– Masters/ PhD Qualifying Exam (2020 May) has been cancelled

The Department has come to the decision to cancel the May 11, 2020 Qualifying Exam. At this time we do not have a make-up exam scheduled due to overall uncertainty of how this all will pan out.

For now if there are any Masters in STAT or Masters in BIST students who were planning to take the MS Exam this May to Graduate either this May or Summer 2020 please e-mail Anthony Luis ( right away by April 15th so we can get a headcount of students effected by this. Again this only applies to those MS students wishing to graduate THIS MAY or THIS SUMMER.

Those of you who have signed up for the PhD qualifying exam scheduled in May, 2020. Due to the current extraordinary circumstance, the Department has decided to cancel the exam, however, if you are an MS student and have applied for admission to our PhD program, you will be admitted regardless of your record of the qualifying exam. Please note that if you have not cleared the PhD qualifying exam, you are still required to do so in your remaining attempts in order to be eligible for continuing study in the PhD program. Please send Tracy Burke an email once you submit your application.

The next exam is currently scheduled for January 2021.

– Coronavirus status update – Department of statistics, UConn

Coronavirus status update – Department of statistics, UConn


Please refer to UConn’s information page regarding the overall updates and policies concerning the Coronavirus situation.


Per the university’s policy, teaching will be done via the web for the remainder of the spring 2020 semester.


All department events are currently suspended until the university deems it safe to resume public gatherings.


The Department of Statistics Spring 2020 PASS of Fail policies are given in this link.  We strongly advise our majors to discuss their plans of converting a required course for their major to P/F grading with their academic advisor.


The Department has come to the decision to cancel the May 11, 2020 Qualifying Exam. The next exam is currently scheduled for January 2021.


The main office will be functioning during this time but we ask that you communicate with us via e-mail or by phone to limit foot traffic in the main office.


UConn Storrs buildings will not be unlocked during their regularly scheduled hours. If you must come to campus, please coordinate it with our staff. In general, we ask everyone to keep visiting the department to absolutely essential matters.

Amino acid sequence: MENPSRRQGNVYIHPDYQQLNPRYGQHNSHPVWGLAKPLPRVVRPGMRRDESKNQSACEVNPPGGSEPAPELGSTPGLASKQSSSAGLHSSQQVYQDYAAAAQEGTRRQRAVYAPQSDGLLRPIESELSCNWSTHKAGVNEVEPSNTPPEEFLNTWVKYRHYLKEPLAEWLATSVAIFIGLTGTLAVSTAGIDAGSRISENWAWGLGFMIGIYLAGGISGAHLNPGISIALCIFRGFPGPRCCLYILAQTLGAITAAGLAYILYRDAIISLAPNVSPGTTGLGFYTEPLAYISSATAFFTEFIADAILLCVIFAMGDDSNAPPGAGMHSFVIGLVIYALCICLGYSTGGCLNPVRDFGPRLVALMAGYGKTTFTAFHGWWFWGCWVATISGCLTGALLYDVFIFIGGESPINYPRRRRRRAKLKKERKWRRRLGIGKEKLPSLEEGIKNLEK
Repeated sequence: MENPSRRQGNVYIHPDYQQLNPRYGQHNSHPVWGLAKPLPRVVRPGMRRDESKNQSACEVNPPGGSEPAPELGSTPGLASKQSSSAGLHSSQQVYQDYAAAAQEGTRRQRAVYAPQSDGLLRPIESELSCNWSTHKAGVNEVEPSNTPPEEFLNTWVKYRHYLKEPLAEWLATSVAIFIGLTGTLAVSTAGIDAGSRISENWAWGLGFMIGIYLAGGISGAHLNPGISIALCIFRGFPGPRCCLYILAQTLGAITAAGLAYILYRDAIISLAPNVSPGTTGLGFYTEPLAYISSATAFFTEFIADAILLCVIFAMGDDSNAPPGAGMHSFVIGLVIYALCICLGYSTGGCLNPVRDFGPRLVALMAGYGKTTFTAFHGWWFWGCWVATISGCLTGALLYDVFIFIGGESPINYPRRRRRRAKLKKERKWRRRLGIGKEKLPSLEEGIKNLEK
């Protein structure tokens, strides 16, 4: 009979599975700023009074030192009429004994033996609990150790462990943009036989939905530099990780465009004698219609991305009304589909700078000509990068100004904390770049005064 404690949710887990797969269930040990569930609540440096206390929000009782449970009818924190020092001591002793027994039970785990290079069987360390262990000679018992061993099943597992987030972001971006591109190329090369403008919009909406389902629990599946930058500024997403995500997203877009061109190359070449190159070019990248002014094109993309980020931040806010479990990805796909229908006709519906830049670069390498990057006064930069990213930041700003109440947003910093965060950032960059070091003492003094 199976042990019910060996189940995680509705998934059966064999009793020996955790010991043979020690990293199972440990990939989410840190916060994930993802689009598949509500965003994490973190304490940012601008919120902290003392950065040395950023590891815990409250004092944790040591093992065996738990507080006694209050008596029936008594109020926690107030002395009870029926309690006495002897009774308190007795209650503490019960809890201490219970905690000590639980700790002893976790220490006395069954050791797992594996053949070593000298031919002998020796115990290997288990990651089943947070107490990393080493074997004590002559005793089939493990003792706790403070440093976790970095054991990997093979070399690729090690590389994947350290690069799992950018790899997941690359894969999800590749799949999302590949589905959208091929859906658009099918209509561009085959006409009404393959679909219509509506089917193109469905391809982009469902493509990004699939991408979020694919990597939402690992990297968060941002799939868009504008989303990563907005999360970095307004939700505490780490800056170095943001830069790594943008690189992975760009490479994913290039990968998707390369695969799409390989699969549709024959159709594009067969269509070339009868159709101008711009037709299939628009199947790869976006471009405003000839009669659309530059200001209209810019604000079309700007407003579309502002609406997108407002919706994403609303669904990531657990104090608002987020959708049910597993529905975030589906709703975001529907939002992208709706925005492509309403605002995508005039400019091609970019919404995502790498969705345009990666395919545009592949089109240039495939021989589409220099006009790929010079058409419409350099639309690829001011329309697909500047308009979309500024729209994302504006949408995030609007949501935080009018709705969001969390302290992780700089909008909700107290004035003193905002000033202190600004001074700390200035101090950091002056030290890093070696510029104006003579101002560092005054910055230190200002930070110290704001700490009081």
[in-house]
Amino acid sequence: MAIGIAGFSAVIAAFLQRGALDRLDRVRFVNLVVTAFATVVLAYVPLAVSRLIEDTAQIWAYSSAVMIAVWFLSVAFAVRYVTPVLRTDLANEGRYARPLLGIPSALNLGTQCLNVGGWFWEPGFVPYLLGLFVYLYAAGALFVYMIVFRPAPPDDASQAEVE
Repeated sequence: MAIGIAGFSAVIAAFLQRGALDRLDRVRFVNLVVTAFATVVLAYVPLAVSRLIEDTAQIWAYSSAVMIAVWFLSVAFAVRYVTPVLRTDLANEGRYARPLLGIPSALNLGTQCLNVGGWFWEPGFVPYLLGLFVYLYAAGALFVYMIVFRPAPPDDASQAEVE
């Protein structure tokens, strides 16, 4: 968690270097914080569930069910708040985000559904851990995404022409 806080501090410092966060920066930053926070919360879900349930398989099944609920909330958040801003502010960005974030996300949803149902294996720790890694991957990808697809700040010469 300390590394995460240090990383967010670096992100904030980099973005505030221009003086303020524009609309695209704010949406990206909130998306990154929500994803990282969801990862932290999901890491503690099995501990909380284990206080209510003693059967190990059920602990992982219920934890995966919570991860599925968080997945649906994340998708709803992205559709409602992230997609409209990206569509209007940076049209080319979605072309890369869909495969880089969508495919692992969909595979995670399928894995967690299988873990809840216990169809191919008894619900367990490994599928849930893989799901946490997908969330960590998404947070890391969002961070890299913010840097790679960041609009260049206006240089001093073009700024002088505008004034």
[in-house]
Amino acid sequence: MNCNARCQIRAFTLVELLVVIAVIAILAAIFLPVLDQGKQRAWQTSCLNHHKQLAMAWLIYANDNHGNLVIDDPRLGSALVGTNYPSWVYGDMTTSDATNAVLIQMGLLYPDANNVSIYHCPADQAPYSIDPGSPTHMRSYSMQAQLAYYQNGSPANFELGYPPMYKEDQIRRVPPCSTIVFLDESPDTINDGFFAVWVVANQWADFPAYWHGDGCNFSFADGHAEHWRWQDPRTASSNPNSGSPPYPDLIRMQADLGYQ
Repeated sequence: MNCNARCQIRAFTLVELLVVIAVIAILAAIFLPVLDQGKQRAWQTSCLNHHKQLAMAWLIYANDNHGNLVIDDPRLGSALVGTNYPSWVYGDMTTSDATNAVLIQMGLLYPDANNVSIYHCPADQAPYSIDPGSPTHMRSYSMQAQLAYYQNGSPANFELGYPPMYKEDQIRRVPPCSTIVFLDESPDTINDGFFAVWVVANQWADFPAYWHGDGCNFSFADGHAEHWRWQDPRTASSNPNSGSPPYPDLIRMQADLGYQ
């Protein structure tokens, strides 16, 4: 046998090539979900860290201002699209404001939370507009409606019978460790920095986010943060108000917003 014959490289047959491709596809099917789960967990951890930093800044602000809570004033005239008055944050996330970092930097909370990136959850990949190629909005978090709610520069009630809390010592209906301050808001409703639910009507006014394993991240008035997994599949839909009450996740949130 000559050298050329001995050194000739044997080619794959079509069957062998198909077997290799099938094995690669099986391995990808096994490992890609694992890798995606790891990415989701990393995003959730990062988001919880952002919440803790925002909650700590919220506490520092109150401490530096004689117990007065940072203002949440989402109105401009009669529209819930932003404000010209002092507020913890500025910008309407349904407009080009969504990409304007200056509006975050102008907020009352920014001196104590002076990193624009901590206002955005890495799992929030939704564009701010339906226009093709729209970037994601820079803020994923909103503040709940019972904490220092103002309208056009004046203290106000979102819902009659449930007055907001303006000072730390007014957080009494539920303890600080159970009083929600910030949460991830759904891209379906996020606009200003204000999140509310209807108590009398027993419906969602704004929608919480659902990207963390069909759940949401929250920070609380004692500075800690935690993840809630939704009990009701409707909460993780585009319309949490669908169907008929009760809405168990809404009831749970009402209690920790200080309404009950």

We are hopeful that this unpleasant situation will not last long, but until then we ask everyone to follow the recommendations and guidelines of the University, State, and Centers for Disease Control and Prevention.

– Chaoran Hu has received the 2020 Student Paper Award in the Statistical Computing and Statistical Graphics Sections of the ASA

We are pleased to inform you that Chaoran’s paper on animal movement has been selected as one of the winners of this year’s student paper competition from the Section on Statistical Computing and the Section on Statistical Graphics of ASA. The same paper has also been chosen as honorable mention for 2020 JSM ENVR section student paper competition award.

More info about the Award of ASA can be found at the following links: Click here


– Zhe Sun has received 2020 ENAR Distinguished Student Paper Award and John Van Ryzin Award

We are delighted to report that Zhe’s manuscript entitled Sparse Log-Contrast Regression with Functional Compositional Predictors: Linking Gut Microbiome Trajectory in Early Postnatal Period to Neurobehavioral Development of Preterm Infants has been selected as the best paper submitted this year(2020) to the International Biometric Society Eastern North American Region’s (ENAR) Distinguished Student Paper Award Competition! This paper was co-authored by Zhe Sun, Wanli Xu, Xiaomei Cong, Gen Li and Kun Chen. This award for the top paper is called the John Van Ryzin Award, and is awarded to Zhe in addition to the Distinguished Student Paper Award.